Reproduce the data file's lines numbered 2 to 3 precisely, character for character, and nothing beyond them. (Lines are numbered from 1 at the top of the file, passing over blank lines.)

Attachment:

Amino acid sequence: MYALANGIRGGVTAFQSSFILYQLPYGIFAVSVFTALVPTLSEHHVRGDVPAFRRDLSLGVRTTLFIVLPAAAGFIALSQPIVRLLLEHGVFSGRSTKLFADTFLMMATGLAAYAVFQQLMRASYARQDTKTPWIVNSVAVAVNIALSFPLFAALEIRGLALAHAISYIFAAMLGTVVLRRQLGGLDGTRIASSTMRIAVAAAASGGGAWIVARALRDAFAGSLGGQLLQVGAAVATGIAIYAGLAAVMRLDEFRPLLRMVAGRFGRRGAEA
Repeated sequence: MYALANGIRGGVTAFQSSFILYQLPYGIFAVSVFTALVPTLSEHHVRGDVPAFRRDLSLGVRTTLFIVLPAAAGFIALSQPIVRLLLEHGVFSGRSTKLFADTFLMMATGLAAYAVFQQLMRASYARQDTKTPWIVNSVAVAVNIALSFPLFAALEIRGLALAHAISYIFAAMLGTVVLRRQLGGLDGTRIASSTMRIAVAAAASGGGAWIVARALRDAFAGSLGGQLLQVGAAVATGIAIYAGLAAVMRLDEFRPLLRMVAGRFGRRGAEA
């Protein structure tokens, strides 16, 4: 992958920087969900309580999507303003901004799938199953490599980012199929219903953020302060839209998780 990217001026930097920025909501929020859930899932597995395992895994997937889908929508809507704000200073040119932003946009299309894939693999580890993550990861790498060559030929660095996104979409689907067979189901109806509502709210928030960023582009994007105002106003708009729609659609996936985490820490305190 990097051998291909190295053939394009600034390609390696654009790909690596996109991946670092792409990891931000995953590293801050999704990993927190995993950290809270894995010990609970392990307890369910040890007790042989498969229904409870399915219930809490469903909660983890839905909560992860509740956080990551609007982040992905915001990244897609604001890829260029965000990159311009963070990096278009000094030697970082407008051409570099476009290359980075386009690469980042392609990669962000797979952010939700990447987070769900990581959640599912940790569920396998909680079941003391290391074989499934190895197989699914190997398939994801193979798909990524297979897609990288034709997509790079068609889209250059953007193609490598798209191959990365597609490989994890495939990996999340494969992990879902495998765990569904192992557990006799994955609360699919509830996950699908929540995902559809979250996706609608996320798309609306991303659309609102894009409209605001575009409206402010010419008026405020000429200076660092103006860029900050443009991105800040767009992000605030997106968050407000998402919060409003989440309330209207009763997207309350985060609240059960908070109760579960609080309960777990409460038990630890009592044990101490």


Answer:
Repeated sequence: MYALANGIRGGVTAFQSSFILYQLPYGIFAVSVFTALVPTLSEHHVRGDVPAFRRDLSLGVRTTLFIVLPAAAGFIALSQPIVRLLLEHGVFSGRSTKLFADTFLMMATGLAAYAVFQQLMRASYARQDTKTPWIVNSVAVAVNIALSFPLFAALEIRGLALAHAISYIFAAMLGTVVLRRQLGGLDGTRIASSTMRIAVAAAASGGGAWIVARALRDAFAGSLGGQLLQVGAAVATGIAIYAGLAAVMRLDEFRPLLRMVAGRFGRRGAEA
């Protein structure tokens, strides 16, 4: 992958920087969900309580999507303003901004799938199953490599980012199929219903953020302060839209998780 990217001026930097920025909501929020859930899932597995395992895994997937889908929508809507704000200073040119932003946009299309894939693999580890993550990861790498060559030929660095996104979409689907067979189901109806509502709210928030960023582009994007105002106003708009729609659609996936985490820490305190 990097051998291909190295053939394009600034390609390696654009790909690596996109991946670092792409990891931000995953590293801050999704990993927190995993950290809270894995010990609970392990307890369910040890007790042989498969229904409870399915219930809490469903909660983890839905909560992860509740956080990551609007982040992905915001990244897609604001890829260029965000990159311009963070990096278009000094030697970082407008051409570099476009290359980075386009690469980042392609990669962000797979952010939700990447987070769900990581959640599912940790569920396998909680079941003391290391074989499934190895197989699914190997398939994801193979798909990524297979897609990288034709997509790079068609889209250059953007193609490598798209191959990365597609490989994890495939990996999340494969992990879902495998765990569904192992557990006799994955609360699919509830996950699908929540995902559809979250996706609608996320798309609306991303659309609102894009409209605001575009409206402010010419008026405020000429200076660092103006860029900050443009991105800040767009992000605030997106968050407000998402919060409003989440309330209207009763997207309350985060609240059960908070109760579960609080309960777990409460038990630890009592044990101490």